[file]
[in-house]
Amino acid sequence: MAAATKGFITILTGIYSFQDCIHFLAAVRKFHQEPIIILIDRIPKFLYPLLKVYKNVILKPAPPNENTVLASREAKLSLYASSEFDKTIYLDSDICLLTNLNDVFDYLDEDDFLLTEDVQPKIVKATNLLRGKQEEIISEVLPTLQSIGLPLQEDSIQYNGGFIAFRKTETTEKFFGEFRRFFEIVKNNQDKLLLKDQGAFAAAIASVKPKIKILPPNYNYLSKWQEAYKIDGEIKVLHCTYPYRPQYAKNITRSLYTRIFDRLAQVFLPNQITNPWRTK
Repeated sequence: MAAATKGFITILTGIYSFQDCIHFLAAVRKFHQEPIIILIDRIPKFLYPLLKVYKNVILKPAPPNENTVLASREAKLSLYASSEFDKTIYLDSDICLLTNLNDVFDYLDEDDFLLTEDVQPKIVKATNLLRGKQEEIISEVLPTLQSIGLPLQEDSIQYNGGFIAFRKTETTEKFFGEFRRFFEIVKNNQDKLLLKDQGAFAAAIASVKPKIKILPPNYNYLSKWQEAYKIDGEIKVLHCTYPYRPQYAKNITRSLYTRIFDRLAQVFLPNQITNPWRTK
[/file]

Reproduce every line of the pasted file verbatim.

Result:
[in-house]
Amino acid sequence: MAAATKGFITILTGIYSFQDCIHFLAAVRKFHQEPIIILIDRIPKFLYPLLKVYKNVILKPAPPNENTVLASREAKLSLYASSEFDKTIYLDSDICLLTNLNDVFDYLDEDDFLLTEDVQPKIVKATNLLRGKQEEIISEVLPTLQSIGLPLQEDSIQYNGGFIAFRKTETTEKFFGEFRRFFEIVKNNQDKLLLKDQGAFAAAIASVKPKIKILPPNYNYLSKWQEAYKIDGEIKVLHCTYPYRPQYAKNITRSLYTRIFDRLAQVFLPNQITNPWRTK
Repeated sequence: MAAATKGFITILTGIYSFQDCIHFLAAVRKFHQEPIIILIDRIPKFLYPLLKVYKNVILKPAPPNENTVLASREAKLSLYASSEFDKTIYLDSDICLLTNLNDVFDYLDEDDFLLTEDVQPKIVKATNLLRGKQEEIISEVLPTLQSIGLPLQEDSIQYNGGFIAFRKTETTEKFFGEFRRFFEIVKNNQDKLLLKDQGAFAAAIASVKPKIKILPPNYNYLSKWQEAYKIDGEIKVLHCTYPYRPQYAKNITRSLYTRIFDRLAQVFLPNQITNPWRTK